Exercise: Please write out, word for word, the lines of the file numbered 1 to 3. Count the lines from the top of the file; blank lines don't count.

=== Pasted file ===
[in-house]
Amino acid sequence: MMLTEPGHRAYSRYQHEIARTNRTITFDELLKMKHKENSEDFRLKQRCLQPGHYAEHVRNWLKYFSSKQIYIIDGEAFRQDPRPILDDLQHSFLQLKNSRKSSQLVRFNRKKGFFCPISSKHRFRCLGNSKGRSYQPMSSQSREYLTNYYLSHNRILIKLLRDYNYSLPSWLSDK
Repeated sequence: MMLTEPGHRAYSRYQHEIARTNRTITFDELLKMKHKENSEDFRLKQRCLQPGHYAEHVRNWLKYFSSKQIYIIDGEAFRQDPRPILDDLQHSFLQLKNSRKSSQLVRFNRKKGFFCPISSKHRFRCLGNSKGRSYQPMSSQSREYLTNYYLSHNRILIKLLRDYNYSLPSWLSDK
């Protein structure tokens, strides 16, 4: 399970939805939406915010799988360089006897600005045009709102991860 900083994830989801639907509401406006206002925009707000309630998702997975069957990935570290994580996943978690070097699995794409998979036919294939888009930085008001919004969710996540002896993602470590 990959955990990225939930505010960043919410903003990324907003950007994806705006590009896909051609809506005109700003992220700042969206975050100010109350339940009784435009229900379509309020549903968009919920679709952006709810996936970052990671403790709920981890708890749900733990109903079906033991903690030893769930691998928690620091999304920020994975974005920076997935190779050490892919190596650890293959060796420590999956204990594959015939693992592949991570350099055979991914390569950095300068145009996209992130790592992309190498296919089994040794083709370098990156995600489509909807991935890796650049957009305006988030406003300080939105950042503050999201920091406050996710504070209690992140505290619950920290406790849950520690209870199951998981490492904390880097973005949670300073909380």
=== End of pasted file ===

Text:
[in-house]
Amino acid sequence: MMLTEPGHRAYSRYQHEIARTNRTITFDELLKMKHKENSEDFRLKQRCLQPGHYAEHVRNWLKYFSSKQIYIIDGEAFRQDPRPILDDLQHSFLQLKNSRKSSQLVRFNRKKGFFCPISSKHRFRCLGNSKGRSYQPMSSQSREYLTNYYLSHNRILIKLLRDYNYSLPSWLSDK
Repeated sequence: MMLTEPGHRAYSRYQHEIARTNRTITFDELLKMKHKENSEDFRLKQRCLQPGHYAEHVRNWLKYFSSKQIYIIDGEAFRQDPRPILDDLQHSFLQLKNSRKSSQLVRFNRKKGFFCPISSKHRFRCLGNSKGRSYQPMSSQSREYLTNYYLSHNRILIKLLRDYNYSLPSWLSDK